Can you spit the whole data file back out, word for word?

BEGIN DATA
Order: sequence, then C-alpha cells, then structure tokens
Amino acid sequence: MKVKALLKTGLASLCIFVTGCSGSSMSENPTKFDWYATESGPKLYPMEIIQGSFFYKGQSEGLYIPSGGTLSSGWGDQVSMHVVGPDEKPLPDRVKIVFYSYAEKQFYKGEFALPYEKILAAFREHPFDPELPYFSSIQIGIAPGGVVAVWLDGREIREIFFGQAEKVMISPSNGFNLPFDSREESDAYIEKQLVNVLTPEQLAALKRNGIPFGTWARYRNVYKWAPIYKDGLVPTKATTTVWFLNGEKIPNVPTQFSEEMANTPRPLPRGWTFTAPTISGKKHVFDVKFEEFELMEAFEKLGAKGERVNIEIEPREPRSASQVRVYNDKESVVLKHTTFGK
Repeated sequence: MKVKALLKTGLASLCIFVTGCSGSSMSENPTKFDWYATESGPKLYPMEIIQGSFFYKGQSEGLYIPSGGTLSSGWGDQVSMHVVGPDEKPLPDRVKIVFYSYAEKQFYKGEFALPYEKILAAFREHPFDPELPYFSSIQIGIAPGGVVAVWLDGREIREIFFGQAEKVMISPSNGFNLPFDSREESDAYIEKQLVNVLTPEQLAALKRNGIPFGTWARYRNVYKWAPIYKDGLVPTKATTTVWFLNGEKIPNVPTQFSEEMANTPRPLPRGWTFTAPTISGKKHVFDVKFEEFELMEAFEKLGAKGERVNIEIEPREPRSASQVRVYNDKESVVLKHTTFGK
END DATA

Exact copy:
Order: sequence, then C-alpha cells, then structure tokens
Amino acid sequence: MKVKALLKTGLASLCIFVTGCSGSSMSENPTKFDWYATESGPKLYPMEIIQGSFFYKGQSEGLYIPSGGTLSSGWGDQVSMHVVGPDEKPLPDRVKIVFYSYAEKQFYKGEFALPYEKILAAFREHPFDPELPYFSSIQIGIAPGGVVAVWLDGREIREIFFGQAEKVMISPSNGFNLPFDSREESDAYIEKQLVNVLTPEQLAALKRNGIPFGTWARYRNVYKWAPIYKDGLVPTKATTTVWFLNGEKIPNVPTQFSEEMANTPRPLPRGWTFTAPTISGKKHVFDVKFEEFELMEAFEKLGAKGERVNIEIEPREPRSASQVRVYNDKESVVLKHTTFGK
Repeated sequence: MKVKALLKTGLASLCIFVTGCSGSSMSENPTKFDWYATESGPKLYPMEIIQGSFFYKGQSEGLYIPSGGTLSSGWGDQVSMHVVGPDEKPLPDRVKIVFYSYAEKQFYKGEFALPYEKILAAFREHPFDPELPYFSSIQIGIAPGGVVAVWLDGREIREIFFGQAEKVMISPSNGFNLPFDSREESDAYIEKQLVNVLTPEQLAALKRNGIPFGTWARYRNVYKWAPIYKDGLVPTKATTTVWFLNGEKIPNVPTQFSEEMANTPRPLPRGWTFTAPTISGKKHVFDVKFEEFELMEAFEKLGAKGERVNIEIEPREPRSASQVRVYNDKESVVLKHTTFGK